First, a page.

Flickr creative commons courtesy of yum9me

Don’t feel too guilty. Kids can learn things even when they aren’t in school. This view on Athletics Do Offer Lessons that are Missing from the Classroom illustrates some equally important lessons learned from participating in sports. My kids don’t like to miss school, not because they love school so much but because they know it’s double the work to make it up. Did you know there are actually Facebook pages dedicated to missing school for sports? No doubt started by kids.

A few days here and there are perfectly manageable but there are reasons we have truancy laws in this country. So in the interest of equal time, here’s the legal view of Absenteeism and Truancy. Really, the bigger issue here is these dang tournaments and their ridiculous schedules. Does anyone have any ideas on how to fix that?

Play safe and have fun!

15 Comments on “Missing school for sports? What kind of parent are you?”

  1. Always hard. I am sure the college level teachers are much for forgiving than the high school/jr. high educators on this subject! I remember my 5th grade TAG child got 0s for an unexcused absence due to a sports tournament ( dance). It was not pleasant and at the end of the day I really do not know what lesson she learned other than to tell them what they want to hear – ” Im sick!”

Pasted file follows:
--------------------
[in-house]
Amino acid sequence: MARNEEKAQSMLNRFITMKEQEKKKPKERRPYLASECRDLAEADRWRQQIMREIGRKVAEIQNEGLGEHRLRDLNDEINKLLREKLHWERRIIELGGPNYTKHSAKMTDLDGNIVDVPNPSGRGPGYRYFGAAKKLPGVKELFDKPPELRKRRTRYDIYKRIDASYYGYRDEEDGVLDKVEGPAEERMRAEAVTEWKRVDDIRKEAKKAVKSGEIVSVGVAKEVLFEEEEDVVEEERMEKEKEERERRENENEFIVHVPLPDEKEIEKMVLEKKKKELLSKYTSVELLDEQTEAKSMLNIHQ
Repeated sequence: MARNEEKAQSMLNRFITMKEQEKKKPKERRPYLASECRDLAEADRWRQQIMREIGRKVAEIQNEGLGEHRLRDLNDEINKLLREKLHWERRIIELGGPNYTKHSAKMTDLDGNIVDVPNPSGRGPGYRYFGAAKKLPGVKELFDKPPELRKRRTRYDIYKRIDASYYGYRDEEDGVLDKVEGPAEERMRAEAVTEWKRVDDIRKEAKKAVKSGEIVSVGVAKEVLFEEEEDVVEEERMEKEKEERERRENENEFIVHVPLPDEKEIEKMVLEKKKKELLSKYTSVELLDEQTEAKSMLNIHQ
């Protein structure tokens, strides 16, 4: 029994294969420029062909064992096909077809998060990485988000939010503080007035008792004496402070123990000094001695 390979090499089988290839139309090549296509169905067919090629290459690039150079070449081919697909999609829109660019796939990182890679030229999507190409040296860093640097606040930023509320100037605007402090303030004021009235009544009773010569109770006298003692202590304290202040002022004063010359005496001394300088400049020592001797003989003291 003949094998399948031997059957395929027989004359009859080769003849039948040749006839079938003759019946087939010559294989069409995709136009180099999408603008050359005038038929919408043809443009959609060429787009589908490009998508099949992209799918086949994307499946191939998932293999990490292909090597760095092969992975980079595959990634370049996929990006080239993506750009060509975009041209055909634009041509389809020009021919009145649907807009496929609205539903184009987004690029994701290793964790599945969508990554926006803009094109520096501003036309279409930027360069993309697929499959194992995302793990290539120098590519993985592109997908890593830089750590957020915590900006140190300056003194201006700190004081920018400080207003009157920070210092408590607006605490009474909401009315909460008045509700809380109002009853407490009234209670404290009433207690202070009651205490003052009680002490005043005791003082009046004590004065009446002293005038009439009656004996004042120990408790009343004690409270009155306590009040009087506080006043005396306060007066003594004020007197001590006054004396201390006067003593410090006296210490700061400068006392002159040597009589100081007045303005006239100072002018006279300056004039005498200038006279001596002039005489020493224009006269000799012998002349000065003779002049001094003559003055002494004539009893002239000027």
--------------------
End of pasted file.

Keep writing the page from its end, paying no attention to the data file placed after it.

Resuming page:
• You are right about that. It is much easier to miss elementary school. I’ve had some raised eyebrows when I give the reason but this time when I called in, the attendance office told him to “kick some butt out there.” Thanks for your comment.

  2. Stats Dad says:

    Nice post. We have been in that situation several times. My kids are very good students and I know that they will make up the work and not fall behind so we opt for option 3 when it happens. Each situation is different, however, there are kids with learning disabilities, like ADHD, who cannot miss a day because missing a day may put them in a hole that they may struggle for weeks to get out of. In that case, it would probably be better to send the kid to school.

  3. Mamacita says: